David: Yes the polophony could drag,a nd I could see tapping of feet in the Sanctuary, but it was spectaculr music nonethless! And yes, I think for next year a definate push to have Dominican High Mass. It doesn't need an MC, you'll be glad to know!

The Raven (C. Corax) said...


Thank you for the clarification: I now live in a state of permanent envy of the lucky burghers of Leicester, who have access to the Mass every day at a reasonable time (08h00) and the provision of Vespers every day too.

My recollection of the train of events is a little ramshackle, but I had thought that I remembered that the Leicester Priory started by saying the old Mass on Wednesday afternoons in/about 2000 (I stand ready to be corrected!).

My dig about the SSPX is that Leicester is the only place in te Nottingham diocese that has an SSPX chapel, and is also the only place that I know of in the Diocese that benefits from an old rite Mass every Sunday (although Lutterworth may have a more regular old rite Mass, it's difficult to find put when and where these things take place).

Richard Hawker said...


It was 2001 or 2002, I think when the Mass started there, on a Wednesday evening; which, given that I was in full time education, was quite handy for me.

Yes, we are very fortunate here. We also have Lauds at 7.30 to add to your envy!

There are acctually a couple of places in the diocese- Scunthorpe has a Sunday Mass at Holy Souls at 3. I know the PP there very well, and he is a god and holy priest. I think there are a couple of others dotted around the diocese, which if not every Sunday, are certainly monthly; possibly more frequently. I know there are a goodly number that can say the EF (off the top of my head I can think of 9 who are known to me persoanlly. There are possibly one or two more as well, so we are certainly well supplied.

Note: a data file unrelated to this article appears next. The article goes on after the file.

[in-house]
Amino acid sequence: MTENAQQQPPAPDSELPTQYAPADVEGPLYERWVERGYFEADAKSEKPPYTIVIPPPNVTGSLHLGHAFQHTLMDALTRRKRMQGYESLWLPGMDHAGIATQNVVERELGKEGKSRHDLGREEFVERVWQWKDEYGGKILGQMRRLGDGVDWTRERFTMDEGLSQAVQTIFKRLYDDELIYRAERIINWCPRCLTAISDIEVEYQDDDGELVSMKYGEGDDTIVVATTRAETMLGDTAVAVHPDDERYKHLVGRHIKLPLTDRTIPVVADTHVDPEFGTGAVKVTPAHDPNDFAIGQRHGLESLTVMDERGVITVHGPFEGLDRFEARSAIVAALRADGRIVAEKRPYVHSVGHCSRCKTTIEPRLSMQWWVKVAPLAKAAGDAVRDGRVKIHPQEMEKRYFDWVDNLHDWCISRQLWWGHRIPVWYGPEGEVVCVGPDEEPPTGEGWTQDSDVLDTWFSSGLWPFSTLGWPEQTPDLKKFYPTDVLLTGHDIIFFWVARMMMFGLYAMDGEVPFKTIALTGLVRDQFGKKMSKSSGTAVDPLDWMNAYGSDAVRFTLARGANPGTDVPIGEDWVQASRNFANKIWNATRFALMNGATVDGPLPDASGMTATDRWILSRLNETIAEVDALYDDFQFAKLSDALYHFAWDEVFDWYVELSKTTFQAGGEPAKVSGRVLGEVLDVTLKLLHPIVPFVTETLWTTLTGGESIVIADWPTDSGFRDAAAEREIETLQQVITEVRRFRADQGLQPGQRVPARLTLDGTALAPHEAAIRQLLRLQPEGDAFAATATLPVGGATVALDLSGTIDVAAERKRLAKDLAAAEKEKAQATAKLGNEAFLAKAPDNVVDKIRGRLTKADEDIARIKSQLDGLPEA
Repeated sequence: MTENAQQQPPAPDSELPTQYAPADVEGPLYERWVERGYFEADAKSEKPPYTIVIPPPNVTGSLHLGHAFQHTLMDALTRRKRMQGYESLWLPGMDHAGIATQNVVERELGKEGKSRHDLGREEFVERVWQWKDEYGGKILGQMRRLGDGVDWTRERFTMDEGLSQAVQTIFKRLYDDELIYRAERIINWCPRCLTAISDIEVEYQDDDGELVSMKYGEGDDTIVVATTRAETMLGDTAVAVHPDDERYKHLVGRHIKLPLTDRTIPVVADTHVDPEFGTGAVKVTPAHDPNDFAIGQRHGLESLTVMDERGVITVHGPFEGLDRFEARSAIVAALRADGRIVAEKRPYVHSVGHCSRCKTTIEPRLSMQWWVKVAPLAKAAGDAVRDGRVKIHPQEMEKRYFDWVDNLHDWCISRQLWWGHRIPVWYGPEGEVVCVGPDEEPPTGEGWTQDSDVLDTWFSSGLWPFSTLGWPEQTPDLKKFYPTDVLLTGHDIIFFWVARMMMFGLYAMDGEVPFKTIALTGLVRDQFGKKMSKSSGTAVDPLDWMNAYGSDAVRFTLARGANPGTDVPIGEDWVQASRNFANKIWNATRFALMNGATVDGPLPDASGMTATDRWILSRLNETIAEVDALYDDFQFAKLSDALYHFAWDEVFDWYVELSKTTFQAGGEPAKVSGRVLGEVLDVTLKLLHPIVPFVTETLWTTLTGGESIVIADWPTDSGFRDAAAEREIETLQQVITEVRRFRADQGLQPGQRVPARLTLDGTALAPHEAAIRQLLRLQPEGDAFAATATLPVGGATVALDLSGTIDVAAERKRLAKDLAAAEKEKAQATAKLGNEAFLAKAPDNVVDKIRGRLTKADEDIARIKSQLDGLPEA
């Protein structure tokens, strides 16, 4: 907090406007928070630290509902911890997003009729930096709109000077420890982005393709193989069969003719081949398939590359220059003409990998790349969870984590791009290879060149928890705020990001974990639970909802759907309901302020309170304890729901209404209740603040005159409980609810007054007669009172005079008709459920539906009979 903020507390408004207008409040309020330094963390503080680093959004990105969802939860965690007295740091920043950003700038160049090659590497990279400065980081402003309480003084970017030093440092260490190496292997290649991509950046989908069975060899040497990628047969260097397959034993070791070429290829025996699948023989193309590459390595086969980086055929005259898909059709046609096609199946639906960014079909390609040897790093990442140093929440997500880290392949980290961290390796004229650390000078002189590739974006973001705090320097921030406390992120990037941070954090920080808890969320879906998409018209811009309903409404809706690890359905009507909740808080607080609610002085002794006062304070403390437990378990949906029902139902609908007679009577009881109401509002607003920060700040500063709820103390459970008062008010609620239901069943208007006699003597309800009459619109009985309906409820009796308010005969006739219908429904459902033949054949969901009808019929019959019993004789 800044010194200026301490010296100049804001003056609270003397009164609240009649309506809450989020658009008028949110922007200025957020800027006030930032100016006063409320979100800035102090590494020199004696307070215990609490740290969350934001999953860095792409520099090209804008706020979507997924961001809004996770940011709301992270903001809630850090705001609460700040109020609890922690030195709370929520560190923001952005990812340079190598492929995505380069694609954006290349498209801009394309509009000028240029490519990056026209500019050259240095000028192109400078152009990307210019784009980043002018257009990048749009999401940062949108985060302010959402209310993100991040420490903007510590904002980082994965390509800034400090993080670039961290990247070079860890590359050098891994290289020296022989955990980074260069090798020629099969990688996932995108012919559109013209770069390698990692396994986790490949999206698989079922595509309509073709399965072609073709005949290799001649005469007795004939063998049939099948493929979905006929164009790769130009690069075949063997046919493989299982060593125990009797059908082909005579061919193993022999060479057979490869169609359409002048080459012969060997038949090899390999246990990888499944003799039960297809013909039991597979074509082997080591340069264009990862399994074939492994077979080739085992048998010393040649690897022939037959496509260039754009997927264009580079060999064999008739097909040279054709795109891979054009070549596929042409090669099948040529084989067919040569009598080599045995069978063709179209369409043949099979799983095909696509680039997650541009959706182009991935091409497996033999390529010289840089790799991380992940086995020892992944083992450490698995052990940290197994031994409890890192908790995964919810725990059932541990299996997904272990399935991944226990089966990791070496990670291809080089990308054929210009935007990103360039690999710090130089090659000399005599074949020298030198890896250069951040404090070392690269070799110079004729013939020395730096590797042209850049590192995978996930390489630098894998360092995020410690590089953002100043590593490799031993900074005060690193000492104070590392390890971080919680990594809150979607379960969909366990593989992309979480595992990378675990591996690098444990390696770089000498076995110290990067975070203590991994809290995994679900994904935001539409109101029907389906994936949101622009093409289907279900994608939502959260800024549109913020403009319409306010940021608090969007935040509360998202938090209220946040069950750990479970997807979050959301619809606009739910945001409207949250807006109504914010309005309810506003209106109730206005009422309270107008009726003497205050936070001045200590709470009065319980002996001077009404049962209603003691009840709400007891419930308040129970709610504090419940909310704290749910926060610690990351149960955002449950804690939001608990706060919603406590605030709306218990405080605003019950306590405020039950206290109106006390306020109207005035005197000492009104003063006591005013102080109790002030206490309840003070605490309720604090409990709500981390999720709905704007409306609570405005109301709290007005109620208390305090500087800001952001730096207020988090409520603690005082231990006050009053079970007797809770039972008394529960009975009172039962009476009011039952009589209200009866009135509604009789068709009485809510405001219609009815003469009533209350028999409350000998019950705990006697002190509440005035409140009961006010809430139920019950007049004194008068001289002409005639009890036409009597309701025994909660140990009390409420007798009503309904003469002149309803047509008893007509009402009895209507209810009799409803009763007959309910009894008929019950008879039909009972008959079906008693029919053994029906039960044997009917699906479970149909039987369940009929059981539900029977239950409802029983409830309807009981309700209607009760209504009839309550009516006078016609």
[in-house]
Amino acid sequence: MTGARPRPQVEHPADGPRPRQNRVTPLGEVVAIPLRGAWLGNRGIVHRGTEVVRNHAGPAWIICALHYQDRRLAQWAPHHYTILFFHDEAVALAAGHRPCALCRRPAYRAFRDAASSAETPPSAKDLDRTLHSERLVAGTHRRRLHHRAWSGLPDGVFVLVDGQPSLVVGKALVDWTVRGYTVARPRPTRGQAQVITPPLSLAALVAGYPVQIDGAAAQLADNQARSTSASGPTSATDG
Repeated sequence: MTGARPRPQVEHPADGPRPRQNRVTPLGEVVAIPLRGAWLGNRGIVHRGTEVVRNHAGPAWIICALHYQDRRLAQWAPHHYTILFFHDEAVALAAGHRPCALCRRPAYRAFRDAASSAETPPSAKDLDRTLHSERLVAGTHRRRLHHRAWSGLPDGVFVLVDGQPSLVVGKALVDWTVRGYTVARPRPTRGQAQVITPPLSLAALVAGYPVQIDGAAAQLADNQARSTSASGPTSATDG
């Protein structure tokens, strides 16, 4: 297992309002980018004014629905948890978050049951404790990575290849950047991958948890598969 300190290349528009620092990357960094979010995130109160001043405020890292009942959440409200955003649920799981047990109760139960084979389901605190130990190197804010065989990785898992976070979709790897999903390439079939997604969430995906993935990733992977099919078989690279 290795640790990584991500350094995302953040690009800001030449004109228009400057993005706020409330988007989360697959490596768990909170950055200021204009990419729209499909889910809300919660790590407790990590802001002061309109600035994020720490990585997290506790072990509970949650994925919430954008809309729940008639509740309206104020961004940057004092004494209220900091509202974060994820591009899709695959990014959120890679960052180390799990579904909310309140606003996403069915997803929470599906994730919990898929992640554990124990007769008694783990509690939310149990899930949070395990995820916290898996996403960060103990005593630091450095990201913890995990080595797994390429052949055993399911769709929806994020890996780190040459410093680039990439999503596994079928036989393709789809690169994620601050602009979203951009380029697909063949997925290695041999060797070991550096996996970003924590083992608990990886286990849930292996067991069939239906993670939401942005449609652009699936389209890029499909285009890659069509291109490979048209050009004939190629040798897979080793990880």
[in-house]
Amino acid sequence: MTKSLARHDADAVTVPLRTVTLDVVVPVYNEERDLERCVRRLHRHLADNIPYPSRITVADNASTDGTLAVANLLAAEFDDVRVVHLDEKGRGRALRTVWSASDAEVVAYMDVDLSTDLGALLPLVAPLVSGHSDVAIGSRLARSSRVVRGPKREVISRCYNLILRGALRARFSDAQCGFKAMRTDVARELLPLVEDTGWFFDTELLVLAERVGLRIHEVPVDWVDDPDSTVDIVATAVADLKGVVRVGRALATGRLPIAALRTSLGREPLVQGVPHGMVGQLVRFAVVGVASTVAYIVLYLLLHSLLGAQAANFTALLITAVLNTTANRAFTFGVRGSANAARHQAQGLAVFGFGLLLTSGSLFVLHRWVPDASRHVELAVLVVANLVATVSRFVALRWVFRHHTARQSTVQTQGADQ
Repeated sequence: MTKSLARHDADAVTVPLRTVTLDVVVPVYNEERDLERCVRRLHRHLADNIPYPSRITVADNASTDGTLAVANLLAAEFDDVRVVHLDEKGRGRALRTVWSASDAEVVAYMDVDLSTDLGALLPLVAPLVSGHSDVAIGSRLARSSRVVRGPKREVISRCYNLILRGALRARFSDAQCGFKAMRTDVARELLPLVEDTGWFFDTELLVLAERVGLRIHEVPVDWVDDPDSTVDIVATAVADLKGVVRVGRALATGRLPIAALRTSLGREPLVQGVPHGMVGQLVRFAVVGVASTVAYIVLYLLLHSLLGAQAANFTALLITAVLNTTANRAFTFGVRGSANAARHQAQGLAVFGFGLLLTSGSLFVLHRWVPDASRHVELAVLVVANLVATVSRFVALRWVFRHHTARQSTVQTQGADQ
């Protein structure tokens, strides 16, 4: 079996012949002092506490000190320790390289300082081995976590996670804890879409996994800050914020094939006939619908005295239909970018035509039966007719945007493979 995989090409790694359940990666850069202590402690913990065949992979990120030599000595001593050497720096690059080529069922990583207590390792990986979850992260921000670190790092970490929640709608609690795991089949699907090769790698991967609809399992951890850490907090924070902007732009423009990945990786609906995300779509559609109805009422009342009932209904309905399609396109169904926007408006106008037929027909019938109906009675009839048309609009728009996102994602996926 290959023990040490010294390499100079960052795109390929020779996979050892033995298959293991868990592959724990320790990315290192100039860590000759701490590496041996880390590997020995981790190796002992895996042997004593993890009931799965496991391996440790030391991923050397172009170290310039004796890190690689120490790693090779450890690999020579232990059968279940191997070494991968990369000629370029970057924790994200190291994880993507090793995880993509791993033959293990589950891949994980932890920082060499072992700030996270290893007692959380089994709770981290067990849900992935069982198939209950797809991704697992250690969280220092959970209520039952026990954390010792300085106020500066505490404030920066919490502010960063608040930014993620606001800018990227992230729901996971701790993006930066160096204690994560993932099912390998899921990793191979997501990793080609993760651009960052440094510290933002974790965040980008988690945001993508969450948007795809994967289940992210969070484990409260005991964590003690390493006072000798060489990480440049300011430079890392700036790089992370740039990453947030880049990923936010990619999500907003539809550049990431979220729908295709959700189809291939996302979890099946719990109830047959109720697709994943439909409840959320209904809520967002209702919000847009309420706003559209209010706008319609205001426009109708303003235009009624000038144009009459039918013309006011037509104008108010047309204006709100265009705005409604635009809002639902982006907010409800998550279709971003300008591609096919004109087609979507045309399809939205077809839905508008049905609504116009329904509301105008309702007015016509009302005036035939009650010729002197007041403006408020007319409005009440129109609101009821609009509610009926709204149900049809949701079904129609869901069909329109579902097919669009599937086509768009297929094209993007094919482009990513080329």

Have you heard about the little shindig we are putting on for the Immaculate Conception?

The Raven (C. Corax) said...


Thank you for this: can I add East Leake to your list; I understand that there is an old rite Mass said there every Saturday at 10h00.

I haven't heard about the celebration of the Immaculate Conception, please do tell me more!

Richard Hawker said...

Then I shall! And you must tell all your friends.

Immaculate Conception, 7.30pm at Holy Cross Leicester.

Pontifical High Mass at the Throne in the Extraordinary Form. Celebrant: + Malcolm McMahon, OP, Bishop of Nottingham.

Followed by the blessing of a shrine to the English martyrs (in which relics abound)

I'm trying to do as much advertising for it as possible, but it's proving difficult. Though it did get a mention in the Tablet! Might have to resort to advertising it in the Herald.

The Raven (C. Corax) said...


Thank you for passing this on. If you are happy for me to do so I shall advertise the Mass on the blog "Catholicism Pure & Simple".

Sir Watkin said...